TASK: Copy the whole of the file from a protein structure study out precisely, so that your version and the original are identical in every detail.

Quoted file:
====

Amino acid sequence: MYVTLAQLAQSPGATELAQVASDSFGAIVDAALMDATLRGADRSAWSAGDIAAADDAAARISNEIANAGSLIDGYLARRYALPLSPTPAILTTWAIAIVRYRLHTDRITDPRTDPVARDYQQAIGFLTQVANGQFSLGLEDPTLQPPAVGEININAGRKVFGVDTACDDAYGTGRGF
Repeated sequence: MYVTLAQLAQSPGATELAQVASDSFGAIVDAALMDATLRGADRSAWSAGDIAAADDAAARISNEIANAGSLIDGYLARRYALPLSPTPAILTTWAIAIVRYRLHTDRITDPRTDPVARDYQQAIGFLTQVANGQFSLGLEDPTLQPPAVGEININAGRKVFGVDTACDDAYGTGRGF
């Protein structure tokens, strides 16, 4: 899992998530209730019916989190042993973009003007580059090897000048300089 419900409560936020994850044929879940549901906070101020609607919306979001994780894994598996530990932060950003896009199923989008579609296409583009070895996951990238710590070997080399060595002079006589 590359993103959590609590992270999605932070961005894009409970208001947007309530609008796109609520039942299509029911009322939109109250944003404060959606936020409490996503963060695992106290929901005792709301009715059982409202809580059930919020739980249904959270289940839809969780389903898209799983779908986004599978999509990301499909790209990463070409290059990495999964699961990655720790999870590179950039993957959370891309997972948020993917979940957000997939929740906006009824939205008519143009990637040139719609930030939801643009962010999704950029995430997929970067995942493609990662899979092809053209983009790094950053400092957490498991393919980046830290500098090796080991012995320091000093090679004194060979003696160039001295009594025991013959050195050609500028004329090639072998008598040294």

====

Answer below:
Amino acid sequence: MYVTLAQLAQSPGATELAQVASDSFGAIVDAALMDATLRGADRSAWSAGDIAAADDAAARISNEIANAGSLIDGYLARRYALPLSPTPAILTTWAIAIVRYRLHTDRITDPRTDPVARDYQQAIGFLTQVANGQFSLGLEDPTLQPPAVGEININAGRKVFGVDTACDDAYGTGRGF
Repeated sequence: MYVTLAQLAQSPGATELAQVASDSFGAIVDAALMDATLRGADRSAWSAGDIAAADDAAARISNEIANAGSLIDGYLARRYALPLSPTPAILTTWAIAIVRYRLHTDRITDPRTDPVARDYQQAIGFLTQVANGQFSLGLEDPTLQPPAVGEININAGRKVFGVDTACDDAYGTGRGF
């Protein structure tokens, strides 16, 4: 899992998530209730019916989190042993973009003007580059090897000048300089 419900409560936020994850044929879940549901906070101020609607919306979001994780894994598996530990932060950003896009199923989008579609296409583009070895996951990238710590070997080399060595002079006589 590359993103959590609590992270999605932070961005894009409970208001947007309530609008796109609520039942299509029911009322939109109250944003404060959606936020409490996503963060695992106290929901005792709301009715059982409202809580059930919020739980249904959270289940839809969780389903898209799983779908986004599978999509990301499909790209990463070409290059990495999964699961990655720790999870590179950039993957959370891309997972948020993917979940957000997939929740906006009824939205008519143009990637040139719609930030939801643009962010999704950029995430997929970067995942493609990662899979092809053209983009790094950053400092957490498991393919980046830290500098090796080991012995320091000093090679004194060979003696160039001295009594025991013959050195050609500028004329090639072998008598040294």